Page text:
Ball rolling games are nothing new. From Marble Madness in the 80s to Super Monkey Ball in the 2000s with games like the rather excellent Kororinpa, Kula World and Spindizzy in between, they’ve been a staple genre of gaming. Glyph is a welcome addition to the genre, adding a few new touches and some great ideas to the mix.
The ‘ball’ in Glyph is actually a magical Scarab beetle like creature, so it can occasionally sprout wings as well in order to reach far away platforms. This opens up the puzzle-platforming element more, giving the player wide open spaces to navigate along with the usual slopes, hoops and pathways. The worlds are spaced apart so navigation often requires bouncing in the air and plonking your beetle-ball down in just the right spot. This can be pretty tricky to start off with and involves a lot of trial and error to get right, especially on later courses.
Some platforms give you extra height when you land on them and there are charged moves to learn as well which allow you to either get more height or cling to walls for a short space of time in order to get to harder to reach areas. While all this takes a while to learn it never feels unfair and the control system and physics are pretty good at providing something that feels natural to move around in.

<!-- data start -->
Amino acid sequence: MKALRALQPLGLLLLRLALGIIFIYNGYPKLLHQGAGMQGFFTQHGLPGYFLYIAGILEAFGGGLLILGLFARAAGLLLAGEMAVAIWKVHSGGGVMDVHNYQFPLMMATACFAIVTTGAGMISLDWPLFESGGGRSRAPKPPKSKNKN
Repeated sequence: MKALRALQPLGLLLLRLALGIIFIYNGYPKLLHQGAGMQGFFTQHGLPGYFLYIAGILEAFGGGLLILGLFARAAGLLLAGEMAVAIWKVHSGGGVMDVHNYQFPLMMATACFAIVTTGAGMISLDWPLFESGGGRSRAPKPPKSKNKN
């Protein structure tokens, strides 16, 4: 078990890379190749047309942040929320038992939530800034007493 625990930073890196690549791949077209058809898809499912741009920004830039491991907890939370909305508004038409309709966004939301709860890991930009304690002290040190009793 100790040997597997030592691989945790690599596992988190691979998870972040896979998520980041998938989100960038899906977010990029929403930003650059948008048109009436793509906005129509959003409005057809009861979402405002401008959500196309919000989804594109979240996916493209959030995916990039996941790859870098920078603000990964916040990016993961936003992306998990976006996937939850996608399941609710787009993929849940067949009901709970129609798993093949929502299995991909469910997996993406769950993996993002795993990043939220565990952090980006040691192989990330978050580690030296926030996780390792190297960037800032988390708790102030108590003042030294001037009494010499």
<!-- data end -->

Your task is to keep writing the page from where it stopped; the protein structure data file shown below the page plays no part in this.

There are item collection aspects to the game in order to unlock areas and this means that it’s not just a case of getting from A to B, increasing the puzzle element. Keys and diamonds help you to progress to further levels so replaying older levels is often necessary in order to collect enough of them. Some levels even have a timed element to them, meaning that you’ll need to work out the fastest way to grab everything you need and then get to the exit.
The graphics are clean and clear while featuring enough detail to make levels distinct from each other. It doesn’t have the day-glo feel of a Super Monkey Ball game but the sandy desert-like atmosphere fits the Egyptian theme well and does make it easier to navigate. That said, there are times I found the camera getting in the way of my landings and learning to control both the camera and the ball can be a bit of a steep learning curve at first.
Glyph is the sort of game that feels old school in a good way while retaining some fresh new ideas and I really like that, it has well thought out level design and is just the right side of challenging for that ‘one more go’ style of gameplay.